This 'squealing noise' is termed self-oscillation and I also think that this could be the basis for opertaion of the Mark device. In fact it seems to be the central theme in many 'free energy' designs. The 'melt-down' claims are most likely explained by people experimenting with LCR oscillators and letting them run out of control. Very high energy levels can be stored in relatively small inductors and the release of this energy in certain circumstances can be frightening.

It's my guess that if there is any substance to the Mark device, then it is along the lines already suggested above in a previous post that progress might be made. My theory is that with controls in place to limit this process, it may be possible to feed-back  some of this energy to sustain oscillation and output power and at the same time reduce input power until a state is raeched where the process is almost completely self sustaining. This however, is only likely IMO if additional aetheric energy is 'sucked' in to the inductor and this increases sufficiently in a non-linear manner whilst the energy buil-up takes place. It also assumes that a power source in the form of a battery is needed to start the process. I suspect that few people have experimented in this area after the first 'fright' of seeing their transistor self destruct! The heating effects and tendency to overheat mentioned on the video would also be explained by this process.

The TPU would be simple, just comprising of a power transistor and base diode, bifilar wound air cored inductor (either 1:1 or single strand trigger winding with bifilar / trifilar  stranded power winding  (two or even three strands connected in series in TESLA style) and a resistor to control the base current through the transistor. The trigger and power coils I suggest would be part of the main toroid together with an inductively coupled 'collector' or 'recovery' coil, making three coils in total, plus any ancillary coils that would probably be needed for control and feedback purposes. The art would be to control the beast and this is where I suspect SM spent a long time mastering. With regards to the iron wire issue, maybe this is used for the power coil in order to slow the energy build-up so that it can be controlled more easily than if normal copper wire is used??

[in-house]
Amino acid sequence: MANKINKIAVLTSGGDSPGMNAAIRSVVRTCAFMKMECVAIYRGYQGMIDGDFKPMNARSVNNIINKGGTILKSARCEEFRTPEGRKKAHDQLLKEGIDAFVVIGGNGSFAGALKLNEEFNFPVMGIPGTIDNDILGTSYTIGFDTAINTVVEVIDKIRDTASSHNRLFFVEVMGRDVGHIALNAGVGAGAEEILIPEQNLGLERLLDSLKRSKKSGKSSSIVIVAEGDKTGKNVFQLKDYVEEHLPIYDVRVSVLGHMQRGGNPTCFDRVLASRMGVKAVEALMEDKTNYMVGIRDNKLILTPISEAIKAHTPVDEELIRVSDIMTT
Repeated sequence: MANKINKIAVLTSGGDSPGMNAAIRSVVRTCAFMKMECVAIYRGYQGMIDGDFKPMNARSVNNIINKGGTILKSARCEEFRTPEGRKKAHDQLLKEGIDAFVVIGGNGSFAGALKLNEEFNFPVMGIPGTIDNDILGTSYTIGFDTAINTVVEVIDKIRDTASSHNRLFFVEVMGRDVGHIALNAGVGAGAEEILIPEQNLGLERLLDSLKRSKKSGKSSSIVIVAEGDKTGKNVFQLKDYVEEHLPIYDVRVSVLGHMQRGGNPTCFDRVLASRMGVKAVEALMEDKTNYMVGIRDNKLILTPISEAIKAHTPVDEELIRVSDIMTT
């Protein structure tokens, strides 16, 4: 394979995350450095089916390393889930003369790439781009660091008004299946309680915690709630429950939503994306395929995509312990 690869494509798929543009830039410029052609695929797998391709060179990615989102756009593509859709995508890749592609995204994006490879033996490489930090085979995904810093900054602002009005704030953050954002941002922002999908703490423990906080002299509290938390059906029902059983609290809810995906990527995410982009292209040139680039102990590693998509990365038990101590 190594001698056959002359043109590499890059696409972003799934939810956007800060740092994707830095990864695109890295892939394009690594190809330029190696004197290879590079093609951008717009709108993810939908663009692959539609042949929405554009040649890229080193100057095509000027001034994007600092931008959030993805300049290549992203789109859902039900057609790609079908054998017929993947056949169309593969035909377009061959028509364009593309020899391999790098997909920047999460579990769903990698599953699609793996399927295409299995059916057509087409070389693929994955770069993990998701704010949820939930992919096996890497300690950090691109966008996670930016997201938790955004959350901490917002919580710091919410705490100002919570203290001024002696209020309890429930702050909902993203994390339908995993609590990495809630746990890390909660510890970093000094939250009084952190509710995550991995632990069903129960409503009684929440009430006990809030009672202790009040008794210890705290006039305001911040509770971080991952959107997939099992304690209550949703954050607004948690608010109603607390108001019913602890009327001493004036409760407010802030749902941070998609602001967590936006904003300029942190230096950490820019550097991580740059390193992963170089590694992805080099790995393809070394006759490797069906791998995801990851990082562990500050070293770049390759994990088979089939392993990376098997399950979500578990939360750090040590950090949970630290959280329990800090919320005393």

Free Energy | searching for free energy and discussing free energy

Re: The Transmissionline Oscillator Approach
« Reply #4 on: November 10, 2006, 05:56:32 PM »
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Offline sparkman

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Re: The Transmissionline Oscillator Approach
« Reply #5 on: November 10, 2006, 06:48:28 PM »
I have designed flybackconverters and blocking oscillators professionally for many years. Thinking there might be something for nothing, I went so far as to construct carefully designed test setups to measure any anomolous energy gains from various types of ferrites / silicon steel laminations / wire types including iron wire. The blocking oscillators described in previous posts are well known and well described in the art. You can cause squeeling ( which is just change of frequency and harmonics) by manipulating the gap in an iron core (variable reluctance), you don't need a magnet. The magnet just biases the core close to saturation in one direction and causes a frequency increase. Nothing magic here. These ideas are old ideas. We need a fresh approach and new insights.

Offline Hoppy

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Re: The Transmissionline Oscillator Approach
« Reply #6 on: November 10, 2006, 08:43:24 PM »
Hi Sparkman

Have you tried your experiment using air coils? I can understand your findings with iron or ferrite based cores as these convert energy to heat through induced eddy current losses. I've found that I can inductively transfer more power from input to output using a litzed 1:1 trifilar air cored coil than using an iron or ferrite core.

Hoppy

Free Energy | searching for free energy and discussing free energy

Re: The Transmissionline Oscillator Approach
« Reply #6 on: November 10, 2006, 08:43:24 PM »
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Offline sparkman

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Re: The Transmissionline Oscillator Approach
« Reply #7 on: November 11, 2006, 12:07:05 AM »
Hoppy, thanks for the reply.

you said: "I've found that I can inductively transfer more power from input to output using a litzed 1:1 trifilar air cored coil than using an iron or ferrite core."